Poet's Choice

By Robert Pinsky
Sunday, January 20, 2008

The word "nostalgia" sometimes has pejorative implications, but like its cousin "sentimental," the term can be approving as well as disapproving -- depending upon who is talking and about what. Most of us feel it occasionally: a wincing yet pleasurable return to what once was familiar, now remote.

With his delicate, virtuoso rhythms and his brooding but good-humored poise, Charles Wright is well equipped to evoke nostalgia while holding it up to a cool light with gentle amusement. In section 15 of his recent book Littlefoot, Wright ponders his own nostalgia: You still love the ones you loved

back when you loved them -- books,

Records, and people.

Nothing much changes in the glittering rooms of the heart.

Only the dark spaces half-reclaimed.

And then not much,

An image, a line. Sometimes a song.

Car doors slam, and slam again, next door.

Snow nibbles away at the edges of the dark ground.

The sudden memory of fur coats,

erotic and pungent,

On college girls in the backseats of cars, at Christmas,

Bourgeois America, the middle 1950s,

Appalachia downtown.

And where were we going? Nowhere.

Someone's house, the club, a movie?

See the pyramids along the Nile,

WKPT, I'm itching like a man on a fuzzy tree.

It didn't matter.

Martin Karant was spinning them out.

and the fur was so soft.

That triple use of "love" at the beginning suggests Wright smiling at himself, with some judgment. The third "love," in "back when you loved them," indicates an active, wholehearted emotion. The first, in "you still love," is milder, more static: that is, more nostalgic.

In its apparent simplicity and urbane candor, its detail, its allegiance to a past that is transitory and lost except in memory, these lines about a past "Appalachia downtown" remind me of the traditional Chinese poetry Wright admires and often evokes. For instance, here is Burton Watson's translation of a poem by the 11th-century poet Su Tung-p'o, "Rhyming with Tzu-yu's 'At Mien-ch'ih, Recalling the Past' (1061)":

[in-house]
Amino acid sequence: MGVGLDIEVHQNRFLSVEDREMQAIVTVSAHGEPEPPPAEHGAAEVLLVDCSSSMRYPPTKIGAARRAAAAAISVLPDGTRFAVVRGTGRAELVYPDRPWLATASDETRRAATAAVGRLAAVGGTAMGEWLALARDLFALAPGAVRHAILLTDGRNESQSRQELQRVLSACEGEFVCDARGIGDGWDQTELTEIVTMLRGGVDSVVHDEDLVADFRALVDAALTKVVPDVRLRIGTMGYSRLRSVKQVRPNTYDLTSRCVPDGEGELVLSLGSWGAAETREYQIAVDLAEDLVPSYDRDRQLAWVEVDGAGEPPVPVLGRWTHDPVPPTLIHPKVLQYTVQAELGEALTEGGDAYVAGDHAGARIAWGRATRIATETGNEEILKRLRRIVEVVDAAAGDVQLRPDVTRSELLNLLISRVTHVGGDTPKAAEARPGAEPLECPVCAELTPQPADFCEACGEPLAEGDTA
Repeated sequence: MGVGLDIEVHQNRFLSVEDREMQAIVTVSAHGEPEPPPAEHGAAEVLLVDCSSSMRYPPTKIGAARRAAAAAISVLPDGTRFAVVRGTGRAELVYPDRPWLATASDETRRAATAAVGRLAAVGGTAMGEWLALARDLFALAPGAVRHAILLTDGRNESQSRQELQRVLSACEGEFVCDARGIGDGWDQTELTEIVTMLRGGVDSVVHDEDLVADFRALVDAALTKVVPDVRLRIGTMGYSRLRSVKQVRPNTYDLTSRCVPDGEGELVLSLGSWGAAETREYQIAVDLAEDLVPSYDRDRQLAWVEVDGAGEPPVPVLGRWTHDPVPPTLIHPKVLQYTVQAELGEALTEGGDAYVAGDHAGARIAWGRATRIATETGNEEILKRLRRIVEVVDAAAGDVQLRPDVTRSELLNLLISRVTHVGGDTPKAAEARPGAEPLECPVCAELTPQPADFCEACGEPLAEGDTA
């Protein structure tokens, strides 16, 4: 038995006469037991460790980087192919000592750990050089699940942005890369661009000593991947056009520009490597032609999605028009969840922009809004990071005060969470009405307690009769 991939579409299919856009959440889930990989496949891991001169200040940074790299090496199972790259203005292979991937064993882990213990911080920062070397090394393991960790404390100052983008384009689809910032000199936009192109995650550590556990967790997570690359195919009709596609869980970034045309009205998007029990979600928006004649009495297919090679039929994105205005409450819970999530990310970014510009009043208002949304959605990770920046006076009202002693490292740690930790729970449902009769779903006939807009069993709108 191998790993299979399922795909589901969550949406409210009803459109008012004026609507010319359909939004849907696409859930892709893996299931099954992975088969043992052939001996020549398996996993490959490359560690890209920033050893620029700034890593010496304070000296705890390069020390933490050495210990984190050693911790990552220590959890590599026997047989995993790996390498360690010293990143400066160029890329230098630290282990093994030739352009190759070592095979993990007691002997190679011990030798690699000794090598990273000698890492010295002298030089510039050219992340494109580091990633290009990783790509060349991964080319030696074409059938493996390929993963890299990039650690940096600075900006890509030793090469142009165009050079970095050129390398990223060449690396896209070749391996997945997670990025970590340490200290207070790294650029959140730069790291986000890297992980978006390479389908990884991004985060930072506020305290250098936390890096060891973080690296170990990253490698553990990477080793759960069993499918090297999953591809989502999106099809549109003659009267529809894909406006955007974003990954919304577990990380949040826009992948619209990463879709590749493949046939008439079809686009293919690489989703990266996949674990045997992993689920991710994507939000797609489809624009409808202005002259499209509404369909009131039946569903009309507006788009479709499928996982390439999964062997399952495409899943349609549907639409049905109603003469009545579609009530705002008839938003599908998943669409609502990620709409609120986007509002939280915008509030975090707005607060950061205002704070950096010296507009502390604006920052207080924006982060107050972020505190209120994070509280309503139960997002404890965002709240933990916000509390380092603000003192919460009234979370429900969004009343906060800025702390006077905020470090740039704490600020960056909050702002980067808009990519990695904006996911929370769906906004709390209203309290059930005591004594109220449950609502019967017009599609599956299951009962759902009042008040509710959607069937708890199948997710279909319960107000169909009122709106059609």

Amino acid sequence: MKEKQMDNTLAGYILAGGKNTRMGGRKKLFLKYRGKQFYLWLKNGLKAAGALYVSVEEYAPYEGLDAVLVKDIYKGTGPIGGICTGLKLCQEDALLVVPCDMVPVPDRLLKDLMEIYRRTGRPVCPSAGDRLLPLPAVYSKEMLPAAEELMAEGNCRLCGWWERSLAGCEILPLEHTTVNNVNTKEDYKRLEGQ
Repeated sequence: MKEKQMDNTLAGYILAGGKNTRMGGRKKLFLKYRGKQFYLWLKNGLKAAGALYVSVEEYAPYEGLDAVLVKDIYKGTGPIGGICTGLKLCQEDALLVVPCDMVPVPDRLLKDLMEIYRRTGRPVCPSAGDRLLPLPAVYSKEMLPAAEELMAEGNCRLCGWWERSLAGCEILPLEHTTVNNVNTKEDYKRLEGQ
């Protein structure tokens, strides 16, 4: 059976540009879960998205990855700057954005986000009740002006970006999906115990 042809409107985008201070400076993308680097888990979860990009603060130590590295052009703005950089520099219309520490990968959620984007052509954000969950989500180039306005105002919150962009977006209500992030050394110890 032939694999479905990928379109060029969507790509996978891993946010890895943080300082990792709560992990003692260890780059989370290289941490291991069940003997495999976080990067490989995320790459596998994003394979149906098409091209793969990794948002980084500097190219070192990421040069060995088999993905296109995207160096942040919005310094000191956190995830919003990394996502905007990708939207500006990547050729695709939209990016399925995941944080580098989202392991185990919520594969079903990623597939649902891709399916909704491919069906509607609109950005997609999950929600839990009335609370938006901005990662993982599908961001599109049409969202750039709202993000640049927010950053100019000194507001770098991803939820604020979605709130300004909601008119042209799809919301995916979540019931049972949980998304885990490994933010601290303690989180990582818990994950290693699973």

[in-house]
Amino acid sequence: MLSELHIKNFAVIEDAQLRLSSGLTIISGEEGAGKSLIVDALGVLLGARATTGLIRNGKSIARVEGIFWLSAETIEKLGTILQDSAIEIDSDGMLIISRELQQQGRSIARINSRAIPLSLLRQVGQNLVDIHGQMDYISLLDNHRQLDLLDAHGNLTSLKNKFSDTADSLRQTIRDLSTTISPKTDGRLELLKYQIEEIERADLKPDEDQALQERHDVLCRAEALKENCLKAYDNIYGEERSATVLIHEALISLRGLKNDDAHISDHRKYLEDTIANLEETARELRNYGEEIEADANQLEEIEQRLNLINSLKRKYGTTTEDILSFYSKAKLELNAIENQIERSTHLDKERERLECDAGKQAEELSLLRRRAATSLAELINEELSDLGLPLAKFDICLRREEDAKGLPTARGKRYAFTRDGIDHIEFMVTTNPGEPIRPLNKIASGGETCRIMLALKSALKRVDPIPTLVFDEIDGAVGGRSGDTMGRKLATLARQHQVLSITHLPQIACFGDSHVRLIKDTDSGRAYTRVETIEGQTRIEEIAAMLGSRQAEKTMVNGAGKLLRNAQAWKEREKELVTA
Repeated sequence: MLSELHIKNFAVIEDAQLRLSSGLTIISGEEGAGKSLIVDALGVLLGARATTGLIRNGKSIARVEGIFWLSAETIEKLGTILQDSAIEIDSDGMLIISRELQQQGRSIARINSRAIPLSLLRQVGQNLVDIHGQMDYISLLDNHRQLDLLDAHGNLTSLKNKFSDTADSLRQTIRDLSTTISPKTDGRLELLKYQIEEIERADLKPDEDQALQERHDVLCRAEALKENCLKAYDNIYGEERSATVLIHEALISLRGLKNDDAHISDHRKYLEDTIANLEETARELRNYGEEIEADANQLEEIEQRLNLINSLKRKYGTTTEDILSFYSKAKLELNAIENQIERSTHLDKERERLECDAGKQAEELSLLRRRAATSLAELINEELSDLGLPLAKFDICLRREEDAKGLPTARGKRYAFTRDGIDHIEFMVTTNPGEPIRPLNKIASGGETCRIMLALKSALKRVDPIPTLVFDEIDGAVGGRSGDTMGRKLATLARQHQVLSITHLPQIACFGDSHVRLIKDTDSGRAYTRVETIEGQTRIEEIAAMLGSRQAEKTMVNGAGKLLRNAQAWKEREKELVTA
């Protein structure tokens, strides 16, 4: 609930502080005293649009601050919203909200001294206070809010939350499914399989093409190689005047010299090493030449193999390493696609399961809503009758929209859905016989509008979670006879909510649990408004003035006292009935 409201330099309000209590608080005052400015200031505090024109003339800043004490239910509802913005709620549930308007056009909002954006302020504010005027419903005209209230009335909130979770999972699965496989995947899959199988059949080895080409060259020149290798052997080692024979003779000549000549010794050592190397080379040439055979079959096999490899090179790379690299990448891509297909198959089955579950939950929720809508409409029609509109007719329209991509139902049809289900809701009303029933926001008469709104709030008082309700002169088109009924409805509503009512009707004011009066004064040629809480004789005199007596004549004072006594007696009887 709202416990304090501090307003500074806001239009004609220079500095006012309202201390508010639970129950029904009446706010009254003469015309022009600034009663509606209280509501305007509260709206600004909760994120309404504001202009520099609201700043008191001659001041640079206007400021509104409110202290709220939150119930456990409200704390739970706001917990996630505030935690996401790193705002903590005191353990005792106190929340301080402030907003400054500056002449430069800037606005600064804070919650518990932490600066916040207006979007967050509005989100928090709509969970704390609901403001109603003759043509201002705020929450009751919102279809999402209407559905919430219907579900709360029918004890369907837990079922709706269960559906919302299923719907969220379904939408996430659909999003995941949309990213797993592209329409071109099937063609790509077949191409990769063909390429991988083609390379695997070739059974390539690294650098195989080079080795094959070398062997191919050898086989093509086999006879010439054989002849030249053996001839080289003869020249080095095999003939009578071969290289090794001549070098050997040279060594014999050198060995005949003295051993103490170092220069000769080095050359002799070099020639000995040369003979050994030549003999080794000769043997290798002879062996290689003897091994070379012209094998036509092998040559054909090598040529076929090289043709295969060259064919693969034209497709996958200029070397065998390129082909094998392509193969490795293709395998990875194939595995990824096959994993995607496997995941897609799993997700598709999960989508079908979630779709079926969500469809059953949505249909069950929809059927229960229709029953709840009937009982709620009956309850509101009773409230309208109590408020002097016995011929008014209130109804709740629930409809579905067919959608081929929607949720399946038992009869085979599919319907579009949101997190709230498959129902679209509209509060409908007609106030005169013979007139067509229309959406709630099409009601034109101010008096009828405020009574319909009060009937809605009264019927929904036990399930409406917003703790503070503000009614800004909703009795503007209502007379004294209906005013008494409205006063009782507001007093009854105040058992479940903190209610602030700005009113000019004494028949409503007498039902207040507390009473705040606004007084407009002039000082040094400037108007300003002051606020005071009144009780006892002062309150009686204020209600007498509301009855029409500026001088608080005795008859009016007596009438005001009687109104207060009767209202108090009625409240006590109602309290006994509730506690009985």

Wanderings of a lifetime -- what do they resemble?

A winging swan that touches down on snow-soaked mud.

In the mud by chance he leaves the print of his webs,

but the swan flies away, who knows to east or west?

The old monk is dead now, become a new memorial tower;

on the crumbling wall, impossible to find our old inscriptions.

Do you recall that day, steep winding slopes,

road long, all of us tired, our lame donkeys braying?

The Elvis Presley lyric (that fuzzy tree is from "All Shook Up"), the lame donkeys, the "snow-soaked mud," the snow that "nibbles away at the edges of the dark ground": Indelible details, with their aura of past emotions, return with the new, softening colors of retrospect.

(Charles Wright's "you still love" can be found in his book "Littlefoot." Farrar Straus Giroux. Copyright 2007 by Charles Wright. The poem "Rhyming with Tzu-yu's 'At Mien-ch'ih, Recalling the Past' (1061)," by Su Tung-p'o and translated by Burton Watson, can be found in "Selected Poems of Su Tung-p'o." Copper Canyon. Copyright 1994 by Burton Watson.)

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